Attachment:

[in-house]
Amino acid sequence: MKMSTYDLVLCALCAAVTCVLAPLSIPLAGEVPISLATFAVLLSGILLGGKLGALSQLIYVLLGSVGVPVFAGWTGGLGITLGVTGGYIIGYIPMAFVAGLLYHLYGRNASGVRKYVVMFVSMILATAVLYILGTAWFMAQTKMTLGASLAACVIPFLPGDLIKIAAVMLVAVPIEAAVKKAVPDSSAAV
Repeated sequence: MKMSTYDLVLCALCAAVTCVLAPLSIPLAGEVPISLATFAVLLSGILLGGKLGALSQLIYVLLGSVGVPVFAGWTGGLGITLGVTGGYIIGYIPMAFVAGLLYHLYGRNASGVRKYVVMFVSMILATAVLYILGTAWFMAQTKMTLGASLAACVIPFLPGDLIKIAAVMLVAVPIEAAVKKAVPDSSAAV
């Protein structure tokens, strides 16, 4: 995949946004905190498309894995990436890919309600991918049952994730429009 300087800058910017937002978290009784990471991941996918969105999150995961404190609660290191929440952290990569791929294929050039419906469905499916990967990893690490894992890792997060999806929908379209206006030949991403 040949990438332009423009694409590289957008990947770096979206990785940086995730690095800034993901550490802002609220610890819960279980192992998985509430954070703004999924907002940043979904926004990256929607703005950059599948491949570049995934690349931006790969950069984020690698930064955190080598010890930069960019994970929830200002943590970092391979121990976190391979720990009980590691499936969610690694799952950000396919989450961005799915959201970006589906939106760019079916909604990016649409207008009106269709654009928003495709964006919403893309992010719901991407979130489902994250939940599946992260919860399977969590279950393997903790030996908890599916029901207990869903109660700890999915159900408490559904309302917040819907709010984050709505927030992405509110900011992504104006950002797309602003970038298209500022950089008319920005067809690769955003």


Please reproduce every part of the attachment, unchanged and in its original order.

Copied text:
[in-house]
Amino acid sequence: MKMSTYDLVLCALCAAVTCVLAPLSIPLAGEVPISLATFAVLLSGILLGGKLGALSQLIYVLLGSVGVPVFAGWTGGLGITLGVTGGYIIGYIPMAFVAGLLYHLYGRNASGVRKYVVMFVSMILATAVLYILGTAWFMAQTKMTLGASLAACVIPFLPGDLIKIAAVMLVAVPIEAAVKKAVPDSSAAV
Repeated sequence: MKMSTYDLVLCALCAAVTCVLAPLSIPLAGEVPISLATFAVLLSGILLGGKLGALSQLIYVLLGSVGVPVFAGWTGGLGITLGVTGGYIIGYIPMAFVAGLLYHLYGRNASGVRKYVVMFVSMILATAVLYILGTAWFMAQTKMTLGASLAACVIPFLPGDLIKIAAVMLVAVPIEAAVKKAVPDSSAAV
């Protein structure tokens, strides 16, 4: 995949946004905190498309894995990436890919309600991918049952994730429009 300087800058910017937002978290009784990471991941996918969105999150995961404190609660290191929440952290990569791929294929050039419906469905499916990967990893690490894992890792997060999806929908379209206006030949991403 040949990438332009423009694409590289957008990947770096979206990785940086995730690095800034993901550490802002609220610890819960279980192992998985509430954070703004999924907002940043979904926004990256929607703005950059599948491949570049995934690349931006790969950069984020690698930064955190080598010890930069960019994970929830200002943590970092391979121990976190391979720990009980590691499936969610690694799952950000396919989450961005799915959201970006589906939106760019079916909604990016649409207008009106269709654009928003495709964006919403893309992010719901991407979130489902994250939940599946992260919860399977969590279950393997903790030996908890599916029901207990869903109660700890999915159900408490559904309302917040819907709010984050709505927030992405509110900011992504104006950002797309602003970038298209500022950089008319920005067809690769955003």